“….Bring your swipe files, Willi”
I have never been a “comics” fan. I grew up in the 1950s and early 60s enjoying CLASSICS ILLUSTRATED and several titles by Dell Publishing.
I had long admired the detail, grit and emotional quality of the illustrations of “SJG” in the COMBAT series so I wrote Sam through Dell Publishing sometime in 1965-66. I had included several of my own drawings with my letter and asked Sam (he had signed his full name rather than only his initials on COMBAT’s Dunkirk issue) for some advice on getting into the writing/illustration field. He answered my letter with some very kind and encouraging remarks and critiques about my drawings and said that he would like to meet with me…and that I should bring my “swipe files.”
Swipe Files are important reference materials that illustrators collect and use for accuracy in their work. Sam had been impressed with the details of my military drawings and figured that I must have terrific swipe files of my own.
I boarded the Long Island Railroad at Brooklyn’s Flatbush Avenue and met Sam in Commack in Suffolk County, New York. After meeting his wife, Barbara, who made us lunch, Sam asked to see my swipe files. I opened my attaché case and showed Sam…every issue of COMBAT that I had. Oh, I also had a few paperbacks of World War II photo accounts but the majority of my research was Sam’s own art.
Sam’s face fell. Then he gave that wry smile and chuckle of his and admitted the truth. Sam, the stinker, was looking to either copy or rip off my swipe files for his own use!
Rather than the end, it was the beginning of one of the most treasured relationships of my life. I was 15 years old and I believe Sam had recently turned 40. He took an interest in my writing and showed me how to prepare a script for submission to Dick Giordano at CHARLTON COMICS. Dick rejected my first efforts but wanted to see more. With Sam’s encouragement, I kept at it and eventually Dick liked what he saw, The Sniper. The Lonely War of Willy Schultz and The Iron Corporal soon followed.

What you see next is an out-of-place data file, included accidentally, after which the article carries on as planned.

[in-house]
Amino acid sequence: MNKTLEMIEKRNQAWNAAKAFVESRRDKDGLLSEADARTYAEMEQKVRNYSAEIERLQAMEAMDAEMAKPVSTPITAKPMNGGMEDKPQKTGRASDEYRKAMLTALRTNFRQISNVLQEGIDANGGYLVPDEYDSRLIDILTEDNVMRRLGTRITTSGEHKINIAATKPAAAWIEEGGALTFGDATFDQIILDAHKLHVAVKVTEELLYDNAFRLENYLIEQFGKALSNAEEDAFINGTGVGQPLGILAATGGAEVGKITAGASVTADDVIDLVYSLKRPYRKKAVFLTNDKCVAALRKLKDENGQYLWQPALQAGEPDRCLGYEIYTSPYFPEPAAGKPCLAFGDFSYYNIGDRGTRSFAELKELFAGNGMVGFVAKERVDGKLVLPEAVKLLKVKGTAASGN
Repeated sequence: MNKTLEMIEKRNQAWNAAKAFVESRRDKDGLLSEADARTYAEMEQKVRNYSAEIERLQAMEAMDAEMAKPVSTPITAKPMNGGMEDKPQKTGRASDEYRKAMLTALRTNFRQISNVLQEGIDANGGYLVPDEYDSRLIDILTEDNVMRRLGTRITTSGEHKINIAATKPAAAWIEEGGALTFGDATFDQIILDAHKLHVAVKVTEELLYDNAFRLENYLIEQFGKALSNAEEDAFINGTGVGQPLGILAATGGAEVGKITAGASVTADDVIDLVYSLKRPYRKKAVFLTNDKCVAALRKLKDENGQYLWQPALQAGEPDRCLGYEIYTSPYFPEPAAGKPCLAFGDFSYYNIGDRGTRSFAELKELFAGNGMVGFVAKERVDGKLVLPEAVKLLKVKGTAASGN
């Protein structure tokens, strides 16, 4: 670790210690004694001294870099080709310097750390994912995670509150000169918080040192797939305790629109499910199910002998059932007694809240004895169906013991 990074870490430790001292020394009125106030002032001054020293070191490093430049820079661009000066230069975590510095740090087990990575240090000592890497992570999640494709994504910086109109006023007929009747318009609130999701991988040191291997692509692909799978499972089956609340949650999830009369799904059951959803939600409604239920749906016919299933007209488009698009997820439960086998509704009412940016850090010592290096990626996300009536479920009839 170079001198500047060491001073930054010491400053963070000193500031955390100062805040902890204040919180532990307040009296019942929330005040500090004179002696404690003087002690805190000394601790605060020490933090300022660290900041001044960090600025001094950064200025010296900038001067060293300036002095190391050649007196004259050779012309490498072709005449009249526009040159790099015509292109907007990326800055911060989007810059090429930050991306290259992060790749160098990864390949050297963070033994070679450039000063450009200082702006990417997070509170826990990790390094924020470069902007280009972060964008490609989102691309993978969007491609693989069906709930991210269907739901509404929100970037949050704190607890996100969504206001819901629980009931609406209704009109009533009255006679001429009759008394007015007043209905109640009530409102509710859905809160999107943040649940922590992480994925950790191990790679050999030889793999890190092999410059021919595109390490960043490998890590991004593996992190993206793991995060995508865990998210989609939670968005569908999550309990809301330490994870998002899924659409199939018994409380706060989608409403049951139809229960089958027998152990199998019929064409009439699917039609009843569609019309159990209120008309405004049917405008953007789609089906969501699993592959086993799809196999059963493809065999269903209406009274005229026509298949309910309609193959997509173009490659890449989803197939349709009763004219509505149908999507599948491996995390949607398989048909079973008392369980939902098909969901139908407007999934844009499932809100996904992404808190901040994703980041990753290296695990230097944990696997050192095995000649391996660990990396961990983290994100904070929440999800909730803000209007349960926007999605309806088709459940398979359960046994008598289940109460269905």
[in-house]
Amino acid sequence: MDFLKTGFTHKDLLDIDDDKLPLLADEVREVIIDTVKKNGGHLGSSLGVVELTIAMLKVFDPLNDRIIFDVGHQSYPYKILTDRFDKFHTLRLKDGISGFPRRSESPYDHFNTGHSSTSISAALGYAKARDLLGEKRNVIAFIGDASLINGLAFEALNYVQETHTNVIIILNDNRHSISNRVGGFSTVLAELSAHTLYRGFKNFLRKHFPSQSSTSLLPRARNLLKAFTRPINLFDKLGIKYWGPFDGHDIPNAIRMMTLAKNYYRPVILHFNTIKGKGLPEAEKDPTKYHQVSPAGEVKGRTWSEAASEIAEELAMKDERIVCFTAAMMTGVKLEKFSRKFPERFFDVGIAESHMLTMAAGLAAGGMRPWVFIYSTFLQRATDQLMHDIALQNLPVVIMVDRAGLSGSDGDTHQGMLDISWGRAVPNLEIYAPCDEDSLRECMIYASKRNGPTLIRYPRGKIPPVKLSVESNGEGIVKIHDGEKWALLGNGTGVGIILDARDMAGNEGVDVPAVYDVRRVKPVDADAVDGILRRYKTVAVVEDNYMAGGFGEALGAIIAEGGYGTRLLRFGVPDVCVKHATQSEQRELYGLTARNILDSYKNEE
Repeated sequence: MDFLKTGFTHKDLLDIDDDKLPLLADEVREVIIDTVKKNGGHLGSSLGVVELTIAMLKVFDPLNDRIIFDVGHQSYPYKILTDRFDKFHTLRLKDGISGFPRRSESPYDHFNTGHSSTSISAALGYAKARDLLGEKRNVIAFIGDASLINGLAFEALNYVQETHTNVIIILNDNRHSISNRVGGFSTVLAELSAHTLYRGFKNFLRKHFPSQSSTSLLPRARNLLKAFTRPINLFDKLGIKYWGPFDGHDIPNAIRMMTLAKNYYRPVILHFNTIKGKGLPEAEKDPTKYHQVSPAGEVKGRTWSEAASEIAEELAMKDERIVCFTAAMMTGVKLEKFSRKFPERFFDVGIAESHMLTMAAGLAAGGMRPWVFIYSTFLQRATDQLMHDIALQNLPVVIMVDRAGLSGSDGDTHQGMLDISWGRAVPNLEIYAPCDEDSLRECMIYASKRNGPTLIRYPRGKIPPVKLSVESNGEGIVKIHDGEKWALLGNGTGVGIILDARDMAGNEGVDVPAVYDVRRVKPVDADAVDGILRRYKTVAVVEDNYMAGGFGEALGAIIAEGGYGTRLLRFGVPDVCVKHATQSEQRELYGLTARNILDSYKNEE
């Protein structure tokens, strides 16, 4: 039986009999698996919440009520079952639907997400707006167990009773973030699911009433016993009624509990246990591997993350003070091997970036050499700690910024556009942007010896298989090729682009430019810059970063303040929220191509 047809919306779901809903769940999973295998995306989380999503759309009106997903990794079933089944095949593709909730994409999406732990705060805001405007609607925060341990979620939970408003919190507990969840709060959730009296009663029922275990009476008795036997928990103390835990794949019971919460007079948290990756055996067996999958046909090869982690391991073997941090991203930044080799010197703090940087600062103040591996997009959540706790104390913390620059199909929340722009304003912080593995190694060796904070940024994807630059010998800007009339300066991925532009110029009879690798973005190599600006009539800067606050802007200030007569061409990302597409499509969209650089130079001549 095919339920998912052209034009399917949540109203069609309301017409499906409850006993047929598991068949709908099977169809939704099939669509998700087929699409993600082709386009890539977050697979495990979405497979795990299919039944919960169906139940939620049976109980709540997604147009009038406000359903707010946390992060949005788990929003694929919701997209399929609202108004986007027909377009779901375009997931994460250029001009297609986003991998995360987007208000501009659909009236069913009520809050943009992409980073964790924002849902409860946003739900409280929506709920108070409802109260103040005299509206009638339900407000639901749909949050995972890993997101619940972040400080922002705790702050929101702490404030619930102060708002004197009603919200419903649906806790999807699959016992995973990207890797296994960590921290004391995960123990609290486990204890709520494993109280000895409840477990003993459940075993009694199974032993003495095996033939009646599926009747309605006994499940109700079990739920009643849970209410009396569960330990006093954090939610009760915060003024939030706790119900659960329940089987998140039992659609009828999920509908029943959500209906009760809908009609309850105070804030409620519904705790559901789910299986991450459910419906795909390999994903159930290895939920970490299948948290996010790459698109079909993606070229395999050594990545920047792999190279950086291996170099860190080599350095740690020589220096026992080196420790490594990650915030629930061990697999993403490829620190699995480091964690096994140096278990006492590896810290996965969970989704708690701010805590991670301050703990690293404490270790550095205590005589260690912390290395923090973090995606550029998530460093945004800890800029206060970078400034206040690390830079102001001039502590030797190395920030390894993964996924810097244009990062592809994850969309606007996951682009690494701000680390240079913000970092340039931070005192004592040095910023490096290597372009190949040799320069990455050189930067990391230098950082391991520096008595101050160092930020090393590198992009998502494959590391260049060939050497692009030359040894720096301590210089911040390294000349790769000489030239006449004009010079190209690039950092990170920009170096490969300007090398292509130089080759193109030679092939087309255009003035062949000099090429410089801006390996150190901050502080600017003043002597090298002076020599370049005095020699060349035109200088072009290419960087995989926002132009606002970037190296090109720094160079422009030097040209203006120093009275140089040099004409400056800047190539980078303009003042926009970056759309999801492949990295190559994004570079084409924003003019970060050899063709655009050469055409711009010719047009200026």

Our career together was all too brief. Over the years, Sam has remained a good and generous friend and respectful mentor. Although we didn’t always agree, Sam never spoke down to me. He always constructively advised and contributed to my developing a creative process rather than merely criticizing my mistakes. He taught me more than he realizes. I have carried many of these lessons over in the rest of my life to benefit others. Never one to boast or brag, he demonstrated the value of a solid work ethic. It is a shame he does not appreciate his talent the way others do.
Sam’s work is frequently understated but tends to provoke serious thought rather than mere visual gratification. The Battle of the Sundra Straight in COMBAT #7 will always be the definitive “SJG” for me. The swift warships themselves seemed to come alive and I shuddered at the fate of the three men on the grating above their ship’s engine room when Japanese torpedoes struck home. Then, of course, there was Monte Casino and New Guinea and…. The list is endless.
Sam Glanzman is a man of warmth, humor, integrity and incredible depth and talent. I am fortunate that he was my creative mentor and so very glad that he is my dear friend.